Slovenia’s borrowing costs have rocketed over recent days as it grapples with a festering financial crisis, becoming the first victim of contagion from Cyprus.

“Banks are under severe distress,” said International Monetary Fund in its annual health check on the country. Non-performing loans of the Slovenia’s three largest banks reached 20.5pc last year, with a third of all corporate loans turning bad.
Yields on two-year debt in the Alpine state have tripled over the past week, jumping from 1.2pc to 4.26pc before falling back slightly on Thursday. Ten-year yields have reached a post-EMU high of 6.25pc.
The latest financial progression of currency devaluation, asset confiscation, capital controls and ultimately political upheaval seems to have become a slippery slope that could easily decimate whatever investment funds you may currently have placed in paper assets.
Furthermore, the recent threat to levy bank deposits as an alternative to providing bailout money that was proposed as a solution to the Cyprus banking crisis has left many depositors increasingly wary of placing the bulk of their wealth on deposit with increasingly shaky financial institutions.
Another notable risk to depositors is the possibility of the monetary authorities reneging on their support for deposit insurance corporations, such as the insurance currently provided on bank account balances up to a certain limit by the privately-owned Federal Deposit Insurance Corporation or FDIC in the United States.

Keiser Report – Plunderball – New Euro Banking Game

PLUNDERBALL games in Europe & the ‘mega-caust’ of the financial markets in which those who worried about their gold being confiscated have now lost their bank deposits instead! Mitch Feierstein about the implications to all bank depositors of th…

Why European Monetary Policy Is Now Impotent

For the last year or so, Mario Draghi (the omnipotent head of the ECB) has discussed ‘market fragmentation’ as a major concern. The reason is clear – his easy money policies are entirely ineffectual in a monetary union when his actions do not ‘leak’ out to the real economy. Nowhere is this fragmentation more obvious than in the inexorable rise in peripheral lending rates (to small business) compared to the drop (over the last 18 months) in the core. Simply put, whether it is demand (balance sheet recessionary debt minimization) or supply (banks hoarding for safety), whatever the punch ladeled from the ECB’s bowl, it is not helping the most needy economies. Of course, that was never really the point anyway – as we have pointed out many times; the actions of the ECB are (just as with the Fed) to enable the banking system to live long enough to somehow emerge from the black hole of loan losses and portfolio destruction that they heaped upon themselves. This chart is yet another example of proof thatmonetary policy is entirely ineffectual in the new normal - and yet the central planners push for moar…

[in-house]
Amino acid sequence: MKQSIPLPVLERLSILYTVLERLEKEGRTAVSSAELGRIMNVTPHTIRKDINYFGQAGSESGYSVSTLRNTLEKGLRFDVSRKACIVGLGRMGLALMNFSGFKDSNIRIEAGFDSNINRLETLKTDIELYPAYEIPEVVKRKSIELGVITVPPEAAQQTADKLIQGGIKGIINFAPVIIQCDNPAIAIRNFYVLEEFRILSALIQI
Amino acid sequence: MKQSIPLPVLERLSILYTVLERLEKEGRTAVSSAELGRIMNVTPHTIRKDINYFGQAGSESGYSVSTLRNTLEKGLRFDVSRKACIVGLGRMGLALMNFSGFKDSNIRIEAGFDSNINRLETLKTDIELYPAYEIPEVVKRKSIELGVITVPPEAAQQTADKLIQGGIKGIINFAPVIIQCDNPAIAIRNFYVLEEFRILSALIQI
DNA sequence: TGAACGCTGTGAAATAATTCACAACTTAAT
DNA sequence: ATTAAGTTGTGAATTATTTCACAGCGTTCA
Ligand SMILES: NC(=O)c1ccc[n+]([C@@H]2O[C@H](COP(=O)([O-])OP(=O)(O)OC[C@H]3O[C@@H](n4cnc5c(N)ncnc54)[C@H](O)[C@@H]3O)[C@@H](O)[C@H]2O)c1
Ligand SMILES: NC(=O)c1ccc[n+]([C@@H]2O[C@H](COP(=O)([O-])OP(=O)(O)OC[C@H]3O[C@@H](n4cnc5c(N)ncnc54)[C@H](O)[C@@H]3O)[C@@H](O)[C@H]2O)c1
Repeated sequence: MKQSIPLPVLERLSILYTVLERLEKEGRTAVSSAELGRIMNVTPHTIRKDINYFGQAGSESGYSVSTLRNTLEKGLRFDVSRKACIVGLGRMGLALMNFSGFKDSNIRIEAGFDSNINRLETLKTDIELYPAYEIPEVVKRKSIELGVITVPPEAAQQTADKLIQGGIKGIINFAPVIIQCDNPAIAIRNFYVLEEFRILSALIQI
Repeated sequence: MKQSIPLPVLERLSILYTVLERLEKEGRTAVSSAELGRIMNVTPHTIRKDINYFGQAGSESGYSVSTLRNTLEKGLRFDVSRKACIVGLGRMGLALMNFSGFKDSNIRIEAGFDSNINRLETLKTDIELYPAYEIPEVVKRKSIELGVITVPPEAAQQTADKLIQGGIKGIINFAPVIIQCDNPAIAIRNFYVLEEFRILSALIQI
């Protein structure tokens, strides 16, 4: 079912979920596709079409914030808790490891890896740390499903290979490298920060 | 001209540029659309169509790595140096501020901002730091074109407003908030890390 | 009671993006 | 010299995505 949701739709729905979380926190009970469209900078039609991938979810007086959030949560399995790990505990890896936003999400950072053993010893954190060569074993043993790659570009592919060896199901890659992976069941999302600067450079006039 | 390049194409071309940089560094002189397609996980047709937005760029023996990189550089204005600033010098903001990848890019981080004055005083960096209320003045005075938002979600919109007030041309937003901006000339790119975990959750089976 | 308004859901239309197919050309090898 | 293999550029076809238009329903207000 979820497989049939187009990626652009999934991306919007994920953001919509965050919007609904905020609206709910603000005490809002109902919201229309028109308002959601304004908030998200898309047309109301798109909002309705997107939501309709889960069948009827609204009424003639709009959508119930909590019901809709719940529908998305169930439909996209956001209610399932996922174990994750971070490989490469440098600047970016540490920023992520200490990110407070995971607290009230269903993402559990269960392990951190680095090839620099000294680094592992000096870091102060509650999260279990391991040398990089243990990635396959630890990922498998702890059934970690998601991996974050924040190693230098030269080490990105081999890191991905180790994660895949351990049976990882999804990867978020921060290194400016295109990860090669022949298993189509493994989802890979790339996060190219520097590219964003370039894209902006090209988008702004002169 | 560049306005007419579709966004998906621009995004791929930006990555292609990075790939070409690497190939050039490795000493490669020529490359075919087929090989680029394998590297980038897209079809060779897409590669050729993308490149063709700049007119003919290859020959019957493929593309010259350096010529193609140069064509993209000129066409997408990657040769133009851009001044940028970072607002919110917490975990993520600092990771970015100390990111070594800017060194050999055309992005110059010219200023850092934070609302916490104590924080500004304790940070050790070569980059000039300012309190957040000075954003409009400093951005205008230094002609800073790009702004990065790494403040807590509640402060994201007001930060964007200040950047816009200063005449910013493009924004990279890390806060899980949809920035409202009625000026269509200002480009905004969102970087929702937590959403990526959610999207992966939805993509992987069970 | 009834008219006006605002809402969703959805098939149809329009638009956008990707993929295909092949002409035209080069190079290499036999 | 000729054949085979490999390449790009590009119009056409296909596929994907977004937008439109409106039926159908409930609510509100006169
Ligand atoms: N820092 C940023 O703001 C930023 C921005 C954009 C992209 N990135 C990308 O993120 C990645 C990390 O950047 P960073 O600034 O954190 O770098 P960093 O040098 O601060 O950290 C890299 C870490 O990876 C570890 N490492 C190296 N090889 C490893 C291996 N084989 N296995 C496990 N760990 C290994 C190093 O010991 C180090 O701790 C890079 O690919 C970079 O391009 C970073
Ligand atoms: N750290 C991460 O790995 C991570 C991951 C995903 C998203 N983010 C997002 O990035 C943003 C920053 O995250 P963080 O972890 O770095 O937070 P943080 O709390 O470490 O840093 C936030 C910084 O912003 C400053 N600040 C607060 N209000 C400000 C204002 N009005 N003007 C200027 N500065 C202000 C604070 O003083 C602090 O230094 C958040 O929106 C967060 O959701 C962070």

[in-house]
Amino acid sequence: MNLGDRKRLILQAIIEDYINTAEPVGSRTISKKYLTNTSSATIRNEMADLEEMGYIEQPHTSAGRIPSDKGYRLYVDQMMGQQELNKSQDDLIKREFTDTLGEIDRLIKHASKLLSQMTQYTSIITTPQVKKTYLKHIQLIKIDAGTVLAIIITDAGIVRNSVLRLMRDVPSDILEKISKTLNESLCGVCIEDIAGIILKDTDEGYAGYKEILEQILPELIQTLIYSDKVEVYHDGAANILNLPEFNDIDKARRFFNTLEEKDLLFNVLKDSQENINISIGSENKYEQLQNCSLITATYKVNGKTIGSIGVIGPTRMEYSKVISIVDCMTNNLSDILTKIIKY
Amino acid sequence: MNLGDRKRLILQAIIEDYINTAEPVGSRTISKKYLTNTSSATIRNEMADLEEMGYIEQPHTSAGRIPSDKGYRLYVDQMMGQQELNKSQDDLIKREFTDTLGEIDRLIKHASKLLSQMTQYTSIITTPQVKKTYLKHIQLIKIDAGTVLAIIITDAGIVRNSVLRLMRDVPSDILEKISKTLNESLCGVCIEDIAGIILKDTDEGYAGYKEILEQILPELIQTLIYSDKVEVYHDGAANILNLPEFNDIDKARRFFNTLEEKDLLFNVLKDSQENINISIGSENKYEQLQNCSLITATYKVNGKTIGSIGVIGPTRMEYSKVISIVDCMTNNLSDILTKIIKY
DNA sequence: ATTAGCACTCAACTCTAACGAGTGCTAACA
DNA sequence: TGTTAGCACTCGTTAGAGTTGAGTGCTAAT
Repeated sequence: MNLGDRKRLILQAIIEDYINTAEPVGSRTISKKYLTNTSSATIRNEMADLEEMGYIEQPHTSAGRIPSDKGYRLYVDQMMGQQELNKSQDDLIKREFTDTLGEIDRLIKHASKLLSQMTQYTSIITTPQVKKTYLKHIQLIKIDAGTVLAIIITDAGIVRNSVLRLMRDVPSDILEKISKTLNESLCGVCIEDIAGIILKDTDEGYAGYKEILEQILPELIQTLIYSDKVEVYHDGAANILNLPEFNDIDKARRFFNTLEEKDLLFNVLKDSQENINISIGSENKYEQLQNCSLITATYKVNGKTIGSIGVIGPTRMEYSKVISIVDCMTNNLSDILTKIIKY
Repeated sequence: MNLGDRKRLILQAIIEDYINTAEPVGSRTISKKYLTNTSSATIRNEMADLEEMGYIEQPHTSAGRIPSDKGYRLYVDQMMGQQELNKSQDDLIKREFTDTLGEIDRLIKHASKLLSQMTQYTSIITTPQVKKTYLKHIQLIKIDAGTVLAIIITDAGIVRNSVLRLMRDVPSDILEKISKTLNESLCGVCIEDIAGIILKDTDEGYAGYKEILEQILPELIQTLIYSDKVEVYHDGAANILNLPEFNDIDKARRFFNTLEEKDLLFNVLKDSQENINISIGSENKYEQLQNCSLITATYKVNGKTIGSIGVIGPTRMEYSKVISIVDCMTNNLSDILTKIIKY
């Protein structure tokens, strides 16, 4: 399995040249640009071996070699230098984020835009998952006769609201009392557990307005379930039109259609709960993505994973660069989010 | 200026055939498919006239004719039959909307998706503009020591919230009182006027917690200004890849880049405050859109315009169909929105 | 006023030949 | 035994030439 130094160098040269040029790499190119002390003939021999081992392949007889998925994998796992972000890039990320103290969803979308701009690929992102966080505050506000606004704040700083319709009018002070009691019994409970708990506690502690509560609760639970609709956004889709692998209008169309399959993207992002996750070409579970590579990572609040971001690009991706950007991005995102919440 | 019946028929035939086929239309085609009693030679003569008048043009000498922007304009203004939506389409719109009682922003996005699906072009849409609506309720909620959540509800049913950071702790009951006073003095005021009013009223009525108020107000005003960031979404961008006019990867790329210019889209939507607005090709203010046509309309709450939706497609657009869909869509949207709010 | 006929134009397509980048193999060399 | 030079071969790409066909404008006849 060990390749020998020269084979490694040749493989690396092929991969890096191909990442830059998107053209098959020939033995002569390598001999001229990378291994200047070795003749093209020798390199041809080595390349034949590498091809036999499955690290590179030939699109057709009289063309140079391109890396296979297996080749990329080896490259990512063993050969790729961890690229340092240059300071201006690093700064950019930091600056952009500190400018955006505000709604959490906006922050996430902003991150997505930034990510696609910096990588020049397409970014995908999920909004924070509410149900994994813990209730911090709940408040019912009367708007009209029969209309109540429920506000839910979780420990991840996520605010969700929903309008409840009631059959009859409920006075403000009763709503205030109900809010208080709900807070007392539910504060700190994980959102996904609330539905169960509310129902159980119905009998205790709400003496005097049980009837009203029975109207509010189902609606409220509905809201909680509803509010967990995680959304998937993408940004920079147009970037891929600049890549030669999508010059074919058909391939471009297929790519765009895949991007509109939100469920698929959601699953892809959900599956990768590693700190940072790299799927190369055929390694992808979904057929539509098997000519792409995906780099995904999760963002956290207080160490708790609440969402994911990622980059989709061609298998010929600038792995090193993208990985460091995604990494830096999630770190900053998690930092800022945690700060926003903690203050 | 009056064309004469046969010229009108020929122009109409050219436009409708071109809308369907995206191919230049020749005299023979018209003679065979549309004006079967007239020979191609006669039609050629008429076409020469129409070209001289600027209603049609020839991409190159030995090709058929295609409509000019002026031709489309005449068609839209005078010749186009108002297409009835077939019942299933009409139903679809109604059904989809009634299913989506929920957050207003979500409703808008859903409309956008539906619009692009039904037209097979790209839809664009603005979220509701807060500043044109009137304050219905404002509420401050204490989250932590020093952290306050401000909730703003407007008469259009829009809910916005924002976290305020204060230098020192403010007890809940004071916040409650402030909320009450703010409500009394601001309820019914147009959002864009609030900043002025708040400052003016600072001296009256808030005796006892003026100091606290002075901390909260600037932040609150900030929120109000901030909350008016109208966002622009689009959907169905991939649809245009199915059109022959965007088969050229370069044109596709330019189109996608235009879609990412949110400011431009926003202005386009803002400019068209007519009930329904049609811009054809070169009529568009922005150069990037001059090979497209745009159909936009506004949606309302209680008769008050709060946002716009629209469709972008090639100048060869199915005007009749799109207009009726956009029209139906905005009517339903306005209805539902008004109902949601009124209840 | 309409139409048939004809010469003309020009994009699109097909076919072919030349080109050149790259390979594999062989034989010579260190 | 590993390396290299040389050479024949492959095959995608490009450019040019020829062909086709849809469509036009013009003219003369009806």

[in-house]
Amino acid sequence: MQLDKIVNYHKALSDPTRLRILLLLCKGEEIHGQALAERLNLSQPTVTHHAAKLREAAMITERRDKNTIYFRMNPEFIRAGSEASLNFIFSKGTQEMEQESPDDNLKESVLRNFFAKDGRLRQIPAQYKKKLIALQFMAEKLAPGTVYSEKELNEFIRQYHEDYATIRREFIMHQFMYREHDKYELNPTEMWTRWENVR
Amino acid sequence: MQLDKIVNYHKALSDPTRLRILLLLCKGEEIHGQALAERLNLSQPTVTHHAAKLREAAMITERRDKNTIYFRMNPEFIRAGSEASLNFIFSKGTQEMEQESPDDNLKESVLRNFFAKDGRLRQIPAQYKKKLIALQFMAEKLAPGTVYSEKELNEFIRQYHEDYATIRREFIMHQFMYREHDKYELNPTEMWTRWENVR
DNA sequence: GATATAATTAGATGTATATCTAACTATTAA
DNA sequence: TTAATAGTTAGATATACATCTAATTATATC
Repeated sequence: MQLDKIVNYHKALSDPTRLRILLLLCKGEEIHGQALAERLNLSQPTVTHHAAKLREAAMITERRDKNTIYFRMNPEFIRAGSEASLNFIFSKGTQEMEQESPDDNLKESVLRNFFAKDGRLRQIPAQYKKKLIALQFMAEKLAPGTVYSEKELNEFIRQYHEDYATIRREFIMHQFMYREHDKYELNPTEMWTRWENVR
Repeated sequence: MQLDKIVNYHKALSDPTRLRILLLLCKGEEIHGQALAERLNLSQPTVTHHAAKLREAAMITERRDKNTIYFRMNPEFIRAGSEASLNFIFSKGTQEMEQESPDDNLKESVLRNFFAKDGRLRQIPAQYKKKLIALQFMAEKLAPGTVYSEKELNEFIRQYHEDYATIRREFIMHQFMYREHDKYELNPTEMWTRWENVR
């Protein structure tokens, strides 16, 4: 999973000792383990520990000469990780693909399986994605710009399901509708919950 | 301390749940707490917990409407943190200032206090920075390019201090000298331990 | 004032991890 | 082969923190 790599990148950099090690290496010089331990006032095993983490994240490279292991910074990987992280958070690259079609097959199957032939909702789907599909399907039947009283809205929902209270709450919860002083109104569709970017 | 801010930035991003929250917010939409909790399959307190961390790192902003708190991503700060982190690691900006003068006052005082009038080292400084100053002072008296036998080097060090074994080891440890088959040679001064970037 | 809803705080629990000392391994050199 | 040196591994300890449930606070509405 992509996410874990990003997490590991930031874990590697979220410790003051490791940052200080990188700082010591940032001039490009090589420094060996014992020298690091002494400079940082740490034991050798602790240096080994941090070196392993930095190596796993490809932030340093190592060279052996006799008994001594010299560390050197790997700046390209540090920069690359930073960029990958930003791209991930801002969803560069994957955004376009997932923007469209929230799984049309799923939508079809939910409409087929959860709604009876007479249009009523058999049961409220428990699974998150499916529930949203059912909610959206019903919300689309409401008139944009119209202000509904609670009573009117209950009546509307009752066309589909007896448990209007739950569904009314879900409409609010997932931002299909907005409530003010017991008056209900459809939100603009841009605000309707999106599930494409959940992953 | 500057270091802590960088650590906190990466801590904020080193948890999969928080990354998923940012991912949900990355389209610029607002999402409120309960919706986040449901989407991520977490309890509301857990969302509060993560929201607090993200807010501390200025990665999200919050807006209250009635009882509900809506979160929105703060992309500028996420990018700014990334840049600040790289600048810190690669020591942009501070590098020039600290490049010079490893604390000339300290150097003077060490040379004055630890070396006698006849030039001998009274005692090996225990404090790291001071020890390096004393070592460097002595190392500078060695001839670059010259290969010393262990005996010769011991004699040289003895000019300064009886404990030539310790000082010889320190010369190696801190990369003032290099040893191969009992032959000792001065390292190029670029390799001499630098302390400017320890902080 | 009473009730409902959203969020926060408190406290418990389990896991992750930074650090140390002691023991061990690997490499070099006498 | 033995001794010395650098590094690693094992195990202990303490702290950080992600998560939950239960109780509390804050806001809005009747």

Jim Rogers Warns: “You Better Run for the Hills!”

Mac Slavo
March 29th, 2013

Well known investor Jim Rogers, who made his fortune during the 1970′s crisis by investing in commodities like precious metals, has long-warned about the calamity faced by, not just America, but the world as a whole.
Rogers understands that we are living in perilous times, and that actions by governments, finance ministers and officials across the globe have left us on the brink of a very serious collapse that will end with currency turmoilfood shortages, panic,social unrest and a total shakedown of average citizens.
Now, with Europe having taken the unprecedented step of seizing private funds of depositors, Rogers suggest that time is running short and that those with the means to do so should get ready for the worst:
It’s pretty scary what’s going on in Europe…when they start taking money out of people’s bank accounts. I, for one, am making sure I don’t have too much money in any single bank account anywhere in the world.
Now there is a precedent…The IMF has said loot the bank accounts. The EU has said loot the bank accounts.
So you can be sure that other countries, when the problems come, are going to say… let’s do it too.
…They’re going to go crazy the next time around.
It’s going to happen. Of course it’s going to happen…
It’s politicians who are telling you it’s a special case… oh, don’t worry, don’t worry, don’t worry.
What more do you need to know?
When politicians are saying ‘You don’t have to worry’…
Please, you better hurry, you better run for the hills. I’m doing it anyway.
I want to make sure that I don’t get trapped.
Think of all the poor souls that just thought they had a simple bank account. Now they find out that they are making a ‘contribution’ to the stability of Cyprus. The gall of these politicians.

Don’t trust any government. If you’re going to listen to government, you’re going to go bankrupt very quickly.
Source: Interview CNBC
Like his friend and colleague Marc Faber who has recommended farmland and hard assets to protect oneself, Jim Rogers says it’s time to head for the hills. The fact is that Rogers has been a proponent of personal self reliance and farming since before the start of this crisis, having once argued that in the future it’ll be farmers who will be driving Ferraris, rather than Wall Street bankers. Like Faber, who lives in the remote hills of rural Thailand, Rogers also owns property outside of major cities and says hard assets (commodities) will be one of the few safe havens during a major crisis.